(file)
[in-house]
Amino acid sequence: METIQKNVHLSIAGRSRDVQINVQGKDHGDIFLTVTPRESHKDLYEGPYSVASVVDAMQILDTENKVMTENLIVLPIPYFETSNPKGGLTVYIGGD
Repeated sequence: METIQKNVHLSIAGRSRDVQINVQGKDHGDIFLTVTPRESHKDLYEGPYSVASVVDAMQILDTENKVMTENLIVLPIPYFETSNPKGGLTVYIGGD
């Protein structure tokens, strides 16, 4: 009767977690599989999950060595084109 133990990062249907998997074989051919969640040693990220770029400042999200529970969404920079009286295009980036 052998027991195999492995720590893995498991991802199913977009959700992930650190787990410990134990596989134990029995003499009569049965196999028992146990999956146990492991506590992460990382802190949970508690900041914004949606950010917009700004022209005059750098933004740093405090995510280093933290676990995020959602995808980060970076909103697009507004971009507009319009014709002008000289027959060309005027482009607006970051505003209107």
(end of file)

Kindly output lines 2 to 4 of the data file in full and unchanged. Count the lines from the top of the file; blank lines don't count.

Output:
Amino acid sequence: METIQKNVHLSIAGRSRDVQINVQGKDHGDIFLTVTPRESHKDLYEGPYSVASVVDAMQILDTENKVMTENLIVLPIPYFETSNPKGGLTVYIGGD
Repeated sequence: METIQKNVHLSIAGRSRDVQINVQGKDHGDIFLTVTPRESHKDLYEGPYSVASVVDAMQILDTENKVMTENLIVLPIPYFETSNPKGGLTVYIGGD
């Protein structure tokens, strides 16, 4: 009767977690599989999950060595084109 133990990062249907998997074989051919969640040693990220770029400042999200529970969404920079009286295009980036 052998027991195999492995720590893995498991991802199913977009959700992930650190787990410990134990596989134990029995003499009569049965196999028992146990999956146990492991506590992460990382802190949970508690900041914004949606950010917009700004022209005059750098933004740093405090995510280093933290676990995020959602995808980060970076909103697009507004971009507009319009014709002008000289027959060309005027482009607006970051505003209107």